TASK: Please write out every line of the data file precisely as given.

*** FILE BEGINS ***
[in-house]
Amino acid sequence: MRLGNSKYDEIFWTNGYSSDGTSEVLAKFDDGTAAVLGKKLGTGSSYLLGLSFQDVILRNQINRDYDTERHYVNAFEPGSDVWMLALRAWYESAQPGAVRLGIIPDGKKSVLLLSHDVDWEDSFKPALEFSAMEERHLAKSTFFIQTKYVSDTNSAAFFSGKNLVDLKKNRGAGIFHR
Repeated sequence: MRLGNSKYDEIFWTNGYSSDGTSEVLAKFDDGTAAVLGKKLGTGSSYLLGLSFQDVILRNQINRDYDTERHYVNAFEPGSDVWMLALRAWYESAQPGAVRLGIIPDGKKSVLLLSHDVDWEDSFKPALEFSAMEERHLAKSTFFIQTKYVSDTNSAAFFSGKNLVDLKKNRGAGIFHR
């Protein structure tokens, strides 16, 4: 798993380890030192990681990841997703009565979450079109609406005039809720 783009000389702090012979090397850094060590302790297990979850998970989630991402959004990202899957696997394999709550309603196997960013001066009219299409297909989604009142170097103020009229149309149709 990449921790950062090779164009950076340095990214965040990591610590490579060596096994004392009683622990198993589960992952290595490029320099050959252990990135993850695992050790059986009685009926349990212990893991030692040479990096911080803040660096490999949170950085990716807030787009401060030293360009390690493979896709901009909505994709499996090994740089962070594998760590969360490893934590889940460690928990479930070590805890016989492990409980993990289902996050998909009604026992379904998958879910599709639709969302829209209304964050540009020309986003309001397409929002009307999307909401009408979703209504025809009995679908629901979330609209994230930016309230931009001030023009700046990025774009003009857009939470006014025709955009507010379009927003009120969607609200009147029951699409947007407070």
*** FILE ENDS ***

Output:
[in-house]
Amino acid sequence: MRLGNSKYDEIFWTNGYSSDGTSEVLAKFDDGTAAVLGKKLGTGSSYLLGLSFQDVILRNQINRDYDTERHYVNAFEPGSDVWMLALRAWYESAQPGAVRLGIIPDGKKSVLLLSHDVDWEDSFKPALEFSAMEERHLAKSTFFIQTKYVSDTNSAAFFSGKNLVDLKKNRGAGIFHR
Repeated sequence: MRLGNSKYDEIFWTNGYSSDGTSEVLAKFDDGTAAVLGKKLGTGSSYLLGLSFQDVILRNQINRDYDTERHYVNAFEPGSDVWMLALRAWYESAQPGAVRLGIIPDGKKSVLLLSHDVDWEDSFKPALEFSAMEERHLAKSTFFIQTKYVSDTNSAAFFSGKNLVDLKKNRGAGIFHR
């Protein structure tokens, strides 16, 4: 798993380890030192990681990841997703009565979450079109609406005039809720 783009000389702090012979090397850094060590302790297990979850998970989630991402959004990202899957696997394999709550309603196997960013001066009219299409297909989604009142170097103020009229149309149709 990449921790950062090779164009950076340095990214965040990591610590490579060596096994004392009683622990198993589960992952290595490029320099050959252990990135993850695992050790059986009685009926349990212990893991030692040479990096911080803040660096490999949170950085990716807030787009401060030293360009390690493979896709901009909505994709499996090994740089962070594998760590969360490893934590889940460690928990479930070590805890016989492990409980993990289902996050998909009604026992379904998958879910599709639709969302829209209304964050540009020309986003309001397409929002009307999307909401009408979703209504025809009995679908629901979330609209994230930016309230931009001030023009700046990025774009003009857009939470006014025709955009507010379009927003009120969607609200009147029951699409947007407070």